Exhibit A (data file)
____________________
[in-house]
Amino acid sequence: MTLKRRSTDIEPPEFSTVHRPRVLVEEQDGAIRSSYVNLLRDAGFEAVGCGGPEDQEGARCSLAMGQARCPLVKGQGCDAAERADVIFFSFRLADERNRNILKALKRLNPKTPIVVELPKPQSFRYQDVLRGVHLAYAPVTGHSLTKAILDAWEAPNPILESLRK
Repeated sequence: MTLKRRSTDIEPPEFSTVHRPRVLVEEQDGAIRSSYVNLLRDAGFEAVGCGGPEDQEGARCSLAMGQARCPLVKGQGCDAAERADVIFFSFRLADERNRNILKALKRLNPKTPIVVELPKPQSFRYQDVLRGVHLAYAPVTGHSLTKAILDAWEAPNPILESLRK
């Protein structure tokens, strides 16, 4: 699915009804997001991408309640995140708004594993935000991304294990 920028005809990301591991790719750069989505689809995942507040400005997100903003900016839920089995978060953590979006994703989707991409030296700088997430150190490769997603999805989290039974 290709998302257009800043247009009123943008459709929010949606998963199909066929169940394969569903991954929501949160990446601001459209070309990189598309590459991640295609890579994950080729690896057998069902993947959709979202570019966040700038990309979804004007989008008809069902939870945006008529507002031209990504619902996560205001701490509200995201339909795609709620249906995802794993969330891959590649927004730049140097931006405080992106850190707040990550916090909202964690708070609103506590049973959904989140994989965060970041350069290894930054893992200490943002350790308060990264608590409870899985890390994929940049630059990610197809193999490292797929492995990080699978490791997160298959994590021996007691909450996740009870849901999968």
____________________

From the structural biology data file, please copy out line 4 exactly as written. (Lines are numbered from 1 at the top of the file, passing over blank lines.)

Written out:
């Protein structure tokens, strides 16, 4: 699915009804997001991408309640995140708004594993935000991304294990 920028005809990301591991790719750069989505689809995942507040400005997100903003900016839920089995978060953590979006994703989707991409030296700088997430150190490769997603999805989290039974 290709998302257009800043247009009123943008459709929010949606998963199909066929169940394969569903991954929501949160990446601001459209070309990189598309590459991640295609890579994950080729690896057998069902993947959709979202570019966040700038990309979804004007989008008809069902939870945006008529507002031209990504619902996560205001701490509200995201339909795609709620249906995802794993969330891959590649927004730049140097931006405080992106850190707040990550916090909202964690708070609103506590049973959904989140994989965060970041350069290894930054893992200490943002350790308060990264608590409870899985890390994929940049630059990610197809193999490292797929492995990080699978490791997160298959994590021996007691909450996740009870849901999968």